Marco Brambilla

Theater Simon Lee Gallery Hong Kong, Sep 9 – Oct  4, 2016 By Diana d’Arenberg Parmanand The merry-go-round symphony of Prokofiev’s Cinderella Waltz sweeps you up into a dizzying vortex of imagery. Fragments of Hollywood films – culled from the The Sound of Music, The Big Lebowski, Eyes Wide Shut, the Austin Powers films, The Terminator and more than 400 others – dance past in a frenetic choreographed collage of totemic tableaux depicting heaven and hell. Good and evil are informed by popular culture: a horned red devil and a fire-and-brimstone orgy of naked bodies writhing atop one another versus fluffy kittens, unicorns and Julie Andrews. You are still and weightless, floating in the middle of it all like an astronaut, watching the imagery orbit around you in a repetitive cycle that recalls Dante’s Divine Comedy juxtaposed with Charles and Ray Eames’ films Powers of Ten. This is Marco Brambilla’s Creation (2012), a four-minute virtual-reality spectacle. Visual whiplash is guaranteed. Virtual reality takes us beyond the confines of the television screen and right into that screen, broadening our sensory engagement with …

Danh Vō

Solo show. White Cube, Hong Kong, Sep 7 – Nov 12, 2016 By Diana d’Arenberg Parmanand What do demonic possession, Pleistocene mammoth bones, a crusader sword and a Budweiser carton have in common? On first appearances, nothing at all. By installing them across two floors in White Cube Gallery, Vietnamese-Danish artist Danh Vō seems to be playing a practical joke on his audience. On the ground floor sits the installation Lick me, Lick me – a quote from the film The Exorcist (1973) – comprising a fragment of a Roman marble sculpture from the first century AD placed atop a modern refrigerator encasing a French wooden sculpture of Christ from the 16th century. Several metres away, on the floor against the wall, is a gold-leafed Budweiser carton. It looks like forgotten debris from a gallery cocktail party, but peering inside reveals gold fragments of the stars and stripes. A handwritten letter by 19th-century French missionary Jean Theophane Vénard – copied expertly in beautiful calligraphy by Vo’s father – hangs at the bottom of a staircase. Vénard was sent to Vietnam …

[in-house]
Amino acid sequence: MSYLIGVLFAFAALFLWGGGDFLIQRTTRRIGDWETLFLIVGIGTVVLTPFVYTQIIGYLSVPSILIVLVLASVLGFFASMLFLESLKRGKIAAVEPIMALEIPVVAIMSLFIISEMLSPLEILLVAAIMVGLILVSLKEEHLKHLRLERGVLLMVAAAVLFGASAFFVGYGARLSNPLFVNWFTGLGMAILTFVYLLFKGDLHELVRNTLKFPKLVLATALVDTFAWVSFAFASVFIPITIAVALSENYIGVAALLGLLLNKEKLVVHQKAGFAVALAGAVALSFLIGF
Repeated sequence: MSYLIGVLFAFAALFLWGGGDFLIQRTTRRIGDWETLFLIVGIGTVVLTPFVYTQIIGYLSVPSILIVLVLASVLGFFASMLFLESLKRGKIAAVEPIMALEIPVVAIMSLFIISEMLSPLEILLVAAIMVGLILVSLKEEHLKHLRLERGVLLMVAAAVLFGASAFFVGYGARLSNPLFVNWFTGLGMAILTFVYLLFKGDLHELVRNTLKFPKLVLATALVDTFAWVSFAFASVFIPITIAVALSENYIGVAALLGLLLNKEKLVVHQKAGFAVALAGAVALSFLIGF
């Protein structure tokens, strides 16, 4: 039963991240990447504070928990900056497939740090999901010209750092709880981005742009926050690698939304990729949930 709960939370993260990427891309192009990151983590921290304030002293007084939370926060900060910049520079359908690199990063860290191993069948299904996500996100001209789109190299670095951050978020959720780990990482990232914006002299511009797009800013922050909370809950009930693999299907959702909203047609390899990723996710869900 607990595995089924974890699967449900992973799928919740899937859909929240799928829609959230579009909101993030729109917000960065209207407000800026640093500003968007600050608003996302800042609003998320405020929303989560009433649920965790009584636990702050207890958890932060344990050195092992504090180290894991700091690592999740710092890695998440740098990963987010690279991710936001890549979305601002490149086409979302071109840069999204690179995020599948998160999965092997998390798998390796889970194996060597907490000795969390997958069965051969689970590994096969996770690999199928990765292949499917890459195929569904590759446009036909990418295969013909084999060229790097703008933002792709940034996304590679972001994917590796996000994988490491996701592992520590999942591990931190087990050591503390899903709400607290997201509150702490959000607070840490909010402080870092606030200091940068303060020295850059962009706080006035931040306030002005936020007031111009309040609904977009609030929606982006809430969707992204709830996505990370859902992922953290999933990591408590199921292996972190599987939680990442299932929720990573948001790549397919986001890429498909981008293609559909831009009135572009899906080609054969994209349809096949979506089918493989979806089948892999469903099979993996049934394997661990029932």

Wang Zhibo

There is a place with four suns in the sky – red, white, blue and yellow at Edouard Malingue Gallery Aug 24  – Sep 14, 2016 By Diana d’Arenberg Parmanand The disembodied head of Mickey Mouse floats before the striated background of a canvas alongside the head of a putto and several archeological finds. But Wang Zhibo isn’t another Chinese contemporary artist dredging up western iconography in an attempt at ironic kitsch. We’ve moved on from the Maos and the Marilyns and Mickeys, haven’t we? Let your eyes move across the canvases of the dozen paintings hung around Edouard Malingue Gallery and a more sinister narrative emerges. Part of China’s post-’80s generation, Wang gained attention for her unreal, isolated, dystopian landscapes, denuded of humanity. This time, in There is a place with four suns in the sky – red, white, blue and yellow, a title borrowed from Carl Sagan’s 1973 book The Cosmic Connection: An Extraterrestrial Perspective, there are figures everywhere, but they are disembodied, decapitated, their faces obscured, juxtaposed with incongruent images. The paintings flit …